Prof Armido Studer from the Institute of Organic Chemistry at the University of Münster receives the Paracelsus Prize of the Swiss Chemical Society. He is honoured for his work in the field of radical chemistry.
The “Asking the Pope for Help” project is analyzing the petitions that Jewish people sent to Pope Pius XII and the Church during the Shoah. Besides these petitions, the project is also editing documents in the Vatican archives that relate to the respective “cases”, and will make extensive teaching materials available at a later date. The lecture will use a number of examples to illustrate how the project’s database and web app work, and the DH methods that underpin such a project.
In recognition of her outstanding research work, Prof. Eva Viehmann has been awarded the 2024 Gottfried Wilhelm Leibniz Prize. The German Research Foundation is honouring the University of Münster mathematician for her achievements in the field of arithmetic geometry. Worth 2,5 million euros, the Leibniz Prize is the most valuable prize awarded in Germany to support research work.
A team headed by business chemist Prof. Stephan von Delft from the University of Münster has concluded that China will be the first country worldwide to become independent of the need to mine the raw materials which are essential for batteries. They have also established that this development could be accelerated in all the regions they looked at – including Europe and the USA.
In the "DIONISOS" project, Prof. Wolfgang Zeier aims to reveal unknown relationships between heat and ion transport in solids. Among other things, the work is intended to provide ideas for the development of new battery materials.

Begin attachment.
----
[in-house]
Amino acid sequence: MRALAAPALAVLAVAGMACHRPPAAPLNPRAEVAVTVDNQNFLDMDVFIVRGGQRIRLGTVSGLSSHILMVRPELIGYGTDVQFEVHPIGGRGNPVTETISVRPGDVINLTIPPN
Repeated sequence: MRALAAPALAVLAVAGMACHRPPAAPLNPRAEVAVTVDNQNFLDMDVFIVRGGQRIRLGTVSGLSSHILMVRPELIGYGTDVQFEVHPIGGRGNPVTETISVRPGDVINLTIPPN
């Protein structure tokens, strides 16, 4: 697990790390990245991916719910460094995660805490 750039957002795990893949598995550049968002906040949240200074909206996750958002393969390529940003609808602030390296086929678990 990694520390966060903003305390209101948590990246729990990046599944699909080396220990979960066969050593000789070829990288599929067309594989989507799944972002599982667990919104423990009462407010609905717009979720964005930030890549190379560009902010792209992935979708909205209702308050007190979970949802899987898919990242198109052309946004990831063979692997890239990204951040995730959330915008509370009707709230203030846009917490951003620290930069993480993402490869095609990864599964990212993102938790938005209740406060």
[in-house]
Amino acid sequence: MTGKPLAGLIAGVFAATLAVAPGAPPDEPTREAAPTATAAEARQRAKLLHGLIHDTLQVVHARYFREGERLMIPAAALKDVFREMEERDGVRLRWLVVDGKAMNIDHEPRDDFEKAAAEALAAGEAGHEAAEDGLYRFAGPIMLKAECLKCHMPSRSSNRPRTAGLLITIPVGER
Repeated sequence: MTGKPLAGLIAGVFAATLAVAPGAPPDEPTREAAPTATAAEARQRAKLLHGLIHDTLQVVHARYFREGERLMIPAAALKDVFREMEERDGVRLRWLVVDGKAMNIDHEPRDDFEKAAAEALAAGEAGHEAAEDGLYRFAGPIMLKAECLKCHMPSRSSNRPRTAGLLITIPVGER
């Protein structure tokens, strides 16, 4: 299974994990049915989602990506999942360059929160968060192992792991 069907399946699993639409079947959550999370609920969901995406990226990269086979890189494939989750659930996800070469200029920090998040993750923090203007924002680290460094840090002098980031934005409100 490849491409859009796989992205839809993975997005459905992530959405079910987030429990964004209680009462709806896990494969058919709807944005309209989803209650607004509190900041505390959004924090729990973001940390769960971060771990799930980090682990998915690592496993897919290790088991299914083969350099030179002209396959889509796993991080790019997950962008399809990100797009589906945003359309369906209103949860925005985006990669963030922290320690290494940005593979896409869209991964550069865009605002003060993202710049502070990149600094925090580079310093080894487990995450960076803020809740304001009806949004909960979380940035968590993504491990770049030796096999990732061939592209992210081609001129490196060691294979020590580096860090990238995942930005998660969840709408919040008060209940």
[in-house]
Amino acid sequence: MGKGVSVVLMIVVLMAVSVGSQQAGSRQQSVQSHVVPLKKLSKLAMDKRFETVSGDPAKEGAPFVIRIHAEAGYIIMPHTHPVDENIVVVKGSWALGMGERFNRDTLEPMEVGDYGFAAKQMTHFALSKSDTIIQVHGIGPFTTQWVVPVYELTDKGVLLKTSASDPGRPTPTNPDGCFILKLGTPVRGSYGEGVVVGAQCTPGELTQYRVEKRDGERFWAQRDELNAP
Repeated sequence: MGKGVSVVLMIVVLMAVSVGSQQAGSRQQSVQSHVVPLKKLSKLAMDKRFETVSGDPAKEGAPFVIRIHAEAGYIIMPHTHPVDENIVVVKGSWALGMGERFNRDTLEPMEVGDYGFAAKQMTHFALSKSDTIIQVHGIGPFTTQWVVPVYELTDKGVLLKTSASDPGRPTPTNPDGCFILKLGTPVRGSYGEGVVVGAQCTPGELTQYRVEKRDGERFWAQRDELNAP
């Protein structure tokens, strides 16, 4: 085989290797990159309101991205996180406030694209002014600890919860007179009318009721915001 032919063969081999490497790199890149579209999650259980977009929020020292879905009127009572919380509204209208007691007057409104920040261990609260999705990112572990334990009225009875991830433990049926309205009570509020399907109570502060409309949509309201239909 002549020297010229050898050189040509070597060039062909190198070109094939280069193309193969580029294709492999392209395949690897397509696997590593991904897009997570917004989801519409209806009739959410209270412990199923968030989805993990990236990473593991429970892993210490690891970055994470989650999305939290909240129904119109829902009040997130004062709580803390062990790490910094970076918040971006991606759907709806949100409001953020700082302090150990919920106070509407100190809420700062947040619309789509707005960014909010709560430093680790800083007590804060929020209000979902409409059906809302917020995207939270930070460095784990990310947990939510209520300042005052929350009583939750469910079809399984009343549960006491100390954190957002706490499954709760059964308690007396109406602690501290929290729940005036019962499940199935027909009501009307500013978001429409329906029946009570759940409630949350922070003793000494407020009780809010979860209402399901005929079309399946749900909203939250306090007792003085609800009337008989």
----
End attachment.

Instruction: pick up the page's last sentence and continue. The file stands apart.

Archaeologists from the Asia Minor Research Centre have uncovered the city archives in the ancient city of Doliche in south-eastern Türkiye and recovered more than 2,000 seal impressions used to seal documents. The team led by Prof. Michael Blömer and Prof. Engelbert Winter from the University of Münster made an important discovery that provides information about ancient administrative practice.
Around 19,000 square metres of floor space, room for 500 staff and 4,400 students, and three new builds with up to five storeys: theses are the dimensions of the building project Hüffer Campus, which will include the University of Münster’s Theologies and Religious Studies Campus.The construction has now had its topping-out ceremony, which marks an important milestone.
Every year, many young people come to the University of Münster, from abroad, to begin their studies. How have the students settled down in the city? Four international students talk about their initial impressions of the University.
With over seven million visits in 2022 alone, the central website of Münster University is an important information portal. One of the reasons for the Web and Design department and the Center for Information Technology (CIT) to continuously improve the website. An online survey marks the starting point for the planned relaunch of the website.
Daehyeon Kang has been awarded the 2023 DAAD Prize by the Deutscher Akademischer Austauschdienst (German Academic Exchange Service) for his social and intercultural engagement as well as for his artistic achievements. A Korean by birth, Kang has been studying Music and Creativity, majoring in violin, at Münster University of Music since 2019.
Two years ago, Münster University adopted its new Internationalization Strategy and developed measures to achieve its goals. At an information event, Vice-Rector Prof. Dr Michael Quante and Dr Annika Hartmann, head of the project office for the implementation of the internationalization strategy, presented the process.
For their work on the systematic early detection of breast cancer through mammography screening, Prof. Dr. Walter Heindel and Prof. Dr. Stefanie Weigel have received the Hufeland Foundation's award of 20,000 euros. In the presence of numerous top representatives of the German medical profession, the prestigious prize was awarded on October 12th in Cologne.
Physicists have now shown that, depending on the extent to which the propulsion speed of active particles is dependent on their orientation, clusters in different shapes arise in many-particle systems. This might be a possible key to the realisation of programmable matter.
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